"Sen. Sanders is conversing and in good spirits," a senior adviser said. "He will be resting up over the next few days"

By Adam Carlson Diane Herbst
October 02, 2019 11:45 AM

Sen. Bernie Sanders is “in good spirits” but will pause campaigning while he recovers from a blocked artery discovered after he had chest pains on Tuesday night, PEOPLE confirms.

In a brief statement to reporters on Wednesday morning, a senior adviser said that the 78-year-old Sanders, one of the leading contenders to challenge President Donald Trump next year, had two stents inserted after doctors discovered the blockage.

“During a campaign event [Tuesday] evening, Sen. Sanders experienced some chest discomfort. Following medical evaluation and testing he was found to have a blockage in one artery and two stents were successfully inserted,” Jeff Weaver said in a statement.

Weaver continued: “Sen. Sanders is conversing and in good spirits. He will be resting up over the next few days.”

Sanders remained hospitalized in Las Vegas on Wednesday, The New York Times reported.

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He will not be doing campaign appearances or events “until further notice,” Weaver said in his statement.

The longtime Vermont lawmaker, who ran for president in 2016, remains in the upper tier of Democratic candidates for 2020, alongside Sen. Elizabeth Warren and former Vice President Joe Biden.

The top 12 candidates will meet again for a debate on Oct. 15 in Ohio.

What to Know About Blocked Arteries & Stents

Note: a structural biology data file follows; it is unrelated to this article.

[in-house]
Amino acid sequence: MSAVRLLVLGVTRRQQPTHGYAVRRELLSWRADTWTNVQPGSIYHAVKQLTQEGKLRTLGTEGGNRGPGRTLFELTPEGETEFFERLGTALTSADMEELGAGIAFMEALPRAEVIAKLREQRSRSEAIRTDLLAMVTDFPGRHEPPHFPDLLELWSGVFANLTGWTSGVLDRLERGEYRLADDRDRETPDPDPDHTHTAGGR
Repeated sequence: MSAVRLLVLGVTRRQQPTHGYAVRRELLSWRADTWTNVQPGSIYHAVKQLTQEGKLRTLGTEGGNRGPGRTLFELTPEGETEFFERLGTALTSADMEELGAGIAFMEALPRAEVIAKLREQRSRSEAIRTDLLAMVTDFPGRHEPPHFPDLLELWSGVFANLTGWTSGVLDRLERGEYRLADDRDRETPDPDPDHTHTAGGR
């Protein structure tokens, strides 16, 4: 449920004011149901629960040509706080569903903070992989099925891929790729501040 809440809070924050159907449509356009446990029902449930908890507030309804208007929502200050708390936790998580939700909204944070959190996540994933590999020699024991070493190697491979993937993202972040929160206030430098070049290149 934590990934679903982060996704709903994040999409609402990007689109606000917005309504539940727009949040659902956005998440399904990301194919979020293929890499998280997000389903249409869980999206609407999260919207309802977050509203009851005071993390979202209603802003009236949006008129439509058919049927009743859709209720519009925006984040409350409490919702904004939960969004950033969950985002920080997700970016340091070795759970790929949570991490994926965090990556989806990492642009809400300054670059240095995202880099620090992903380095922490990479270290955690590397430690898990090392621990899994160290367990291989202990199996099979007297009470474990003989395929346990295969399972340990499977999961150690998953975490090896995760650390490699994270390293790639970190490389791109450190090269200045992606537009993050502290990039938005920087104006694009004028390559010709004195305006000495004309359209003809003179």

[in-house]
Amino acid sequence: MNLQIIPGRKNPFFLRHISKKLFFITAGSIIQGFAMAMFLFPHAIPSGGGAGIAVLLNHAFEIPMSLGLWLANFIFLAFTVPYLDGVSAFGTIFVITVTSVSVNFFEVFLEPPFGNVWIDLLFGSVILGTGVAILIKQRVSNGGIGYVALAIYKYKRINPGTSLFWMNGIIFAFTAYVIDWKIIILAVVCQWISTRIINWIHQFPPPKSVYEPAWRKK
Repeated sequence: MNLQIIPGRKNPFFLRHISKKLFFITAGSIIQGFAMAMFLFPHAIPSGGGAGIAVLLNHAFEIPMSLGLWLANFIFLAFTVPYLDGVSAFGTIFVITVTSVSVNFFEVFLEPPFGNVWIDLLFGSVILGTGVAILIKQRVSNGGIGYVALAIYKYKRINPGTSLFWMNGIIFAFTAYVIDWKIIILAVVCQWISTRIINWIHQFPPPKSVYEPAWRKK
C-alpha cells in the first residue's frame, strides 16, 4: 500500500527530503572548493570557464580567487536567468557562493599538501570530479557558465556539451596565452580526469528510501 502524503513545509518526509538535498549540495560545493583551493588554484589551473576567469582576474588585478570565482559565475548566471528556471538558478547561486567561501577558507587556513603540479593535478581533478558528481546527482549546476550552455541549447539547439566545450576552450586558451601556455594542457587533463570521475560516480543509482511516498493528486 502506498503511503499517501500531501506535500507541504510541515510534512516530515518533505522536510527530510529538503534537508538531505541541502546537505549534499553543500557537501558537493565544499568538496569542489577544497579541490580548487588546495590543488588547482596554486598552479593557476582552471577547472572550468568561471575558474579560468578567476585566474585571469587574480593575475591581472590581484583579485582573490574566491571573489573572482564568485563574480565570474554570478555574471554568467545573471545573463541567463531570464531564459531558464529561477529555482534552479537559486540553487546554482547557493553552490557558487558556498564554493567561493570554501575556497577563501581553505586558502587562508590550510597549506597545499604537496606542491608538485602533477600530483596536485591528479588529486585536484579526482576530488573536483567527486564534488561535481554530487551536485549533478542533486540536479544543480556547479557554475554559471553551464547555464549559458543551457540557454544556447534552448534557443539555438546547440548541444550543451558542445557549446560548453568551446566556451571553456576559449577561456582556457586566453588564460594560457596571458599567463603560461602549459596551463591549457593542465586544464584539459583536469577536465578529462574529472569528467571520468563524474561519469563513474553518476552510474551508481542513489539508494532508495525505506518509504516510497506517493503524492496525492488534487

If an artery becomes completely blocked, it could turn into a heart attack, interventional cardiologist Ajay J. Kirtane, of NewYork-Presbyterian and Columbia University Medical Center, tells PEOPLE.

“We don’t know if he did or not have a heart attack, but the assumption is that he didn’t based upon they didn’t report that yet,” says Dr. Kirtane, who is not involved with Sanders’ care. “It sounds like in this case that this may have been a partial blockage but severe enough to cause him to have new chest pain, which is why this was treated in the way it was treated.”

Stents hold an artery open and allow for normal blood flow again. Arteries typically become blocked due to a buildup of plaque, Kirtane adds, with someone in Sanders’ age bracket more at risk of heart disease.

“I think the key message for people out there is if you’re having chest pain that’s new, it’s really important to seek medical attention immediately,” he says.

Kirtane says it’s difficult to know the Senator’s probable prognosis. “But assuming he didn’t have a heart attack, then it’s a recovery of days to a couple of weeks,” he says. “And typically after a stent procedure, we tell patients they’re back to full level of activity at two weeks.”

Was there anything Sanders could have done to prevent this? “For every patient, it’s about eating right, not smoking, exercising as much as one can and then making sure that cholesterol is controlled, blood pressure’s controlled, diabetes is well controlled,” Kirtane says.

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